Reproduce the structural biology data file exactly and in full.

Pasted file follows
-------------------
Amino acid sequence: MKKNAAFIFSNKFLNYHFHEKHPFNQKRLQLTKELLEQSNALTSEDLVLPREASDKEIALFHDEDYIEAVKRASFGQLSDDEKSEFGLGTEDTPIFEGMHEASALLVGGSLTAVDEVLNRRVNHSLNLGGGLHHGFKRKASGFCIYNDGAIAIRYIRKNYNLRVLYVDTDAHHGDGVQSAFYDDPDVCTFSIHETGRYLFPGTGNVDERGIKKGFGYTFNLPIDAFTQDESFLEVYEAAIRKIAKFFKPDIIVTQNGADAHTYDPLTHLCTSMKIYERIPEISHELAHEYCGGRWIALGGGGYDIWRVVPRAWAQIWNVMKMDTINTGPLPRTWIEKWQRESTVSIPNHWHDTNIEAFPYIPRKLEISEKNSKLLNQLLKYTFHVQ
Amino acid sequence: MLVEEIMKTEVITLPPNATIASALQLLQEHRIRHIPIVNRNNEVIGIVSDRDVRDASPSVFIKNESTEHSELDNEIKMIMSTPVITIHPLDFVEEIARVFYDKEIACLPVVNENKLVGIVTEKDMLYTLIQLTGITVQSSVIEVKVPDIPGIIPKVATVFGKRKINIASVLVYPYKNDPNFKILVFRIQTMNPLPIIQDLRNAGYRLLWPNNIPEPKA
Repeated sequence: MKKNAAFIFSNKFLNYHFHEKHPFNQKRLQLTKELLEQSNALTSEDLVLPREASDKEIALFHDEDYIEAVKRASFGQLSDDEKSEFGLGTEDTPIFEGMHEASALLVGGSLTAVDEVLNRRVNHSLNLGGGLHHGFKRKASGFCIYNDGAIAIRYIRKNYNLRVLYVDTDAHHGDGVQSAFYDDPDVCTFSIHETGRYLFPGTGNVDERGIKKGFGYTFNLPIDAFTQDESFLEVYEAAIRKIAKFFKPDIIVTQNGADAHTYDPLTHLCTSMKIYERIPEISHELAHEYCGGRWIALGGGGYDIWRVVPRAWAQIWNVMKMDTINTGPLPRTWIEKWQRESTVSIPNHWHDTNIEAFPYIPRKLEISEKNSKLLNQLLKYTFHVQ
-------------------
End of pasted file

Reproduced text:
Amino acid sequence: MKKNAAFIFSNKFLNYHFHEKHPFNQKRLQLTKELLEQSNALTSEDLVLPREASDKEIALFHDEDYIEAVKRASFGQLSDDEKSEFGLGTEDTPIFEGMHEASALLVGGSLTAVDEVLNRRVNHSLNLGGGLHHGFKRKASGFCIYNDGAIAIRYIRKNYNLRVLYVDTDAHHGDGVQSAFYDDPDVCTFSIHETGRYLFPGTGNVDERGIKKGFGYTFNLPIDAFTQDESFLEVYEAAIRKIAKFFKPDIIVTQNGADAHTYDPLTHLCTSMKIYERIPEISHELAHEYCGGRWIALGGGGYDIWRVVPRAWAQIWNVMKMDTINTGPLPRTWIEKWQRESTVSIPNHWHDTNIEAFPYIPRKLEISEKNSKLLNQLLKYTFHVQ
Amino acid sequence: MLVEEIMKTEVITLPPNATIASALQLLQEHRIRHIPIVNRNNEVIGIVSDRDVRDASPSVFIKNESTEHSELDNEIKMIMSTPVITIHPLDFVEEIARVFYDKEIACLPVVNENKLVGIVTEKDMLYTLIQLTGITVQSSVIEVKVPDIPGIIPKVATVFGKRKINIASVLVYPYKNDPNFKILVFRIQTMNPLPIIQDLRNAGYRLLWPNNIPEPKA
Repeated sequence: MKKNAAFIFSNKFLNYHFHEKHPFNQKRLQLTKELLEQSNALTSEDLVLPREASDKEIALFHDEDYIEAVKRASFGQLSDDEKSEFGLGTEDTPIFEGMHEASALLVGGSLTAVDEVLNRRVNHSLNLGGGLHHGFKRKASGFCIYNDGAIAIRYIRKNYNLRVLYVDTDAHHGDGVQSAFYDDPDVCTFSIHETGRYLFPGTGNVDERGIKKGFGYTFNLPIDAFTQDESFLEVYEAAIRKIAKFFKPDIIVTQNGADAHTYDPLTHLCTSMKIYERIPEISHELAHEYCGGRWIALGGGGYDIWRVVPRAWAQIWNVMKMDTINTGPLPRTWIEKWQRESTVSIPNHWHDTNIEAFPYIPRKLEISEKNSKLLNQLLKYTFHVQ